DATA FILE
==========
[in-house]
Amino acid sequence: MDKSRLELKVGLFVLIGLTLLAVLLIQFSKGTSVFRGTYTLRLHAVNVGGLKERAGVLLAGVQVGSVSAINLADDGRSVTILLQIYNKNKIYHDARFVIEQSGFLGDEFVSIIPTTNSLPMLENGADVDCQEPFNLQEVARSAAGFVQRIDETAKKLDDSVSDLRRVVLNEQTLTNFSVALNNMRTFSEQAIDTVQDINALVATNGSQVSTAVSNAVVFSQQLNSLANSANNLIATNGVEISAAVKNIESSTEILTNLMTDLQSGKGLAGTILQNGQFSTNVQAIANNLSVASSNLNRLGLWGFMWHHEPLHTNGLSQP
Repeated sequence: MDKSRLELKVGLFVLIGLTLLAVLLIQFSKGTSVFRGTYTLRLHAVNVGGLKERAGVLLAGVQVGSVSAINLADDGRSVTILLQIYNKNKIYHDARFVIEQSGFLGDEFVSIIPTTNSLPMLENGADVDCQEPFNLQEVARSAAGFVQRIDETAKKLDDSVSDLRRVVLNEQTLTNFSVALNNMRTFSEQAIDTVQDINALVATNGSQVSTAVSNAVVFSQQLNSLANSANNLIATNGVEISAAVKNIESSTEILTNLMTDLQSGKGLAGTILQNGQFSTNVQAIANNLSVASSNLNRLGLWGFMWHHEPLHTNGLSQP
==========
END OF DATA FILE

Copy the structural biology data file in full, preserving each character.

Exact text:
[in-house]
Amino acid sequence: MDKSRLELKVGLFVLIGLTLLAVLLIQFSKGTSVFRGTYTLRLHAVNVGGLKERAGVLLAGVQVGSVSAINLADDGRSVTILLQIYNKNKIYHDARFVIEQSGFLGDEFVSIIPTTNSLPMLENGADVDCQEPFNLQEVARSAAGFVQRIDETAKKLDDSVSDLRRVVLNEQTLTNFSVALNNMRTFSEQAIDTVQDINALVATNGSQVSTAVSNAVVFSQQLNSLANSANNLIATNGVEISAAVKNIESSTEILTNLMTDLQSGKGLAGTILQNGQFSTNVQAIANNLSVASSNLNRLGLWGFMWHHEPLHTNGLSQP
Repeated sequence: MDKSRLELKVGLFVLIGLTLLAVLLIQFSKGTSVFRGTYTLRLHAVNVGGLKERAGVLLAGVQVGSVSAINLADDGRSVTILLQIYNKNKIYHDARFVIEQSGFLGDEFVSIIPTTNSLPMLENGADVDCQEPFNLQEVARSAAGFVQRIDETAKKLDDSVSDLRRVVLNEQTLTNFSVALNNMRTFSEQAIDTVQDINALVATNGSQVSTAVSNAVVFSQQLNSLANSANNLIATNGVEISAAVKNIESSTEILTNLMTDLQSGKGLAGTILQNGQFSTNVQAIANNLSVASSNLNRLGLWGFMWHHEPLHTNGLSQP